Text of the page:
Better Call Saul: “Hero”


Bob Odenkirk on “Better Call Saul.” Ursula Coyote/AMC


“Upon this rock, I will build my church”

In “Hero”, back at his headquarters, Jimmy quietly utters these words to himself with somber relief; the same words which were first bestowed onto Peter, son of John, by his teacher, Jesus of Nazareth. Yet, the dual contexts of this delivered remark could not be more disparate from one another. Rather than echoing the visual of two apostolic companions sharing a pensive moment on the mountains of Gethsemane, we now have Jimmy McGill, tier pricing away his newly got stack of cash, fresh from the teat of the Kettleman’s embezzled funds.

Bending but not broken, if “Nacho” was about puffing up Jimmy McGill as Albuquerque’s crusader for justice and truth, then “Hero” is about Jimmy doing this puffing up himself, albeit in his patent “slippery” ways. The tidal motion of Jimmy’s moral development in Better Call Saul seems deliberately paced and yet intriguing in its unpredictability. Here, “Hero” acts as the trough to the crest in last week’s “Nacho”.

We pick up where we last left off in “Nacho”, with one torn duffel bag, $1.5 million scattered across the Kettleman’s tent, and a breathy “yeah” accented with Jimmy’s worried sensibilities. Here, Jimmy begins to flex his moral spine to his financial advantage as Betsy Kettleman holds out a tantalizing wad of their illegally got cash for his promised silence. So Jimmy wrestles with himself, arguing that he “can’t take a bribe” but can instead “take a retainer”, unsuccessfully attempting to pry their business from Hamlin’s hands, forcing Betsy, in all her privileged, high-horse hypocrisy, to state, “I’m sorry, you’re just… You’re the kind of lawyer guilty people hire.”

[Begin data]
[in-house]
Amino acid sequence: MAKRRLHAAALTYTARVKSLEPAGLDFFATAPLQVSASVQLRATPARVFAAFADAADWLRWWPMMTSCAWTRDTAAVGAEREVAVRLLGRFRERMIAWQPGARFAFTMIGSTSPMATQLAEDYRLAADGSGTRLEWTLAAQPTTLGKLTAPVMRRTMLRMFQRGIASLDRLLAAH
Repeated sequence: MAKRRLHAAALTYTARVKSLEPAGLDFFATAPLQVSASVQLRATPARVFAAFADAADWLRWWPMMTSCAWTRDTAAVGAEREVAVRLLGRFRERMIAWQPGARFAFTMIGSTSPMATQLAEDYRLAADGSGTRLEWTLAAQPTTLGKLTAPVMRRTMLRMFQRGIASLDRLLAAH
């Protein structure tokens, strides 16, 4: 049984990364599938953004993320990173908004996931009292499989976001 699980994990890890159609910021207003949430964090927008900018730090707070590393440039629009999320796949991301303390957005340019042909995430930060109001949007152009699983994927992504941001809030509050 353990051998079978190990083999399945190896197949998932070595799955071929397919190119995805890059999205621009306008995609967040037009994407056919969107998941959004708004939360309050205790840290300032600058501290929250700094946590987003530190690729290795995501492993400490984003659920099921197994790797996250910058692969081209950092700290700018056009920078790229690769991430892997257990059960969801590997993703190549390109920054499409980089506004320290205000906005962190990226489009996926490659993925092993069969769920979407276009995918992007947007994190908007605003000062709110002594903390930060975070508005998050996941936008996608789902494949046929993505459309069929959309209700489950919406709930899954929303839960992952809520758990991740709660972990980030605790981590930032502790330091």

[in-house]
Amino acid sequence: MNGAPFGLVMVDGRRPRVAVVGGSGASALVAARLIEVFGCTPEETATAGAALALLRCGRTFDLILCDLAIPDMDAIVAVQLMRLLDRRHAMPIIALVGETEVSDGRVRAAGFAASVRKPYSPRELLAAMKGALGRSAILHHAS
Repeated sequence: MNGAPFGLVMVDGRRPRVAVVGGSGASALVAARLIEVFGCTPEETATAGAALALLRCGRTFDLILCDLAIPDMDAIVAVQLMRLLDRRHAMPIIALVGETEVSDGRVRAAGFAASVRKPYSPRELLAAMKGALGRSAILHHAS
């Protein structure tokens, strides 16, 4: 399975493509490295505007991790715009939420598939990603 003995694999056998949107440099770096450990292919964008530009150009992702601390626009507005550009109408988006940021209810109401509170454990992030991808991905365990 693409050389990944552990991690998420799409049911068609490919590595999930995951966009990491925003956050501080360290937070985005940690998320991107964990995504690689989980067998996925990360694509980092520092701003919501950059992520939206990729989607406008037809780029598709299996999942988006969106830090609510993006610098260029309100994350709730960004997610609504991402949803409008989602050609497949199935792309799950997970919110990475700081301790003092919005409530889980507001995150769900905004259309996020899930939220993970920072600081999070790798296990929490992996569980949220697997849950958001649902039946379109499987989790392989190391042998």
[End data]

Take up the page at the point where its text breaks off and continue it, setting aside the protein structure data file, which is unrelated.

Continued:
So, Jimmy returns to the Day Spa and Nail Salon with his tail between his legs, and the cash bribe pulled closer in towards his face, and his hands measuring out and accounting for each dollar bill. “I’m thinking hourly here…elite tier pricing, 950 dollars an hour, $1000 for travel expenses, consulting fees $1500, research, five for filing fees, eight on the road, and storage fees, miscellaneous expenses.” However, all line items cast aside, we see what those broken cash straps really account for; a new super-wool, custom tailored suit, Spartacus-inspired hair ringlets, and a strategically positioned billboard, blatantly ripping off the likeness and logo of Howard Hamlin and his big man on campus law firm.

Inevitably, Jimmy gets served a cease and desist by Kim during their foot-bath session at the salon. While Kim tries to comprehend Jimmy’s choice to place his plagiarizing billboard on Hamlin’s work route, Jimmy echoes a Marlo Stanfield moment in defense (“My name is my name!”), contending that it is within his rights to advertise with his last name in any way he sees fit. That same argument is reiterated again in a court junction with Jimmy and Howard, both identically and amusingly clothed to a T. As expected, the judge orders in favor of Howard and his law firm, forcing Jimmy to tear down his billboard in 48 hours, and thereby triggers another line of dominoes to fall, only this time, each one deliberately set up by Jimmy himself.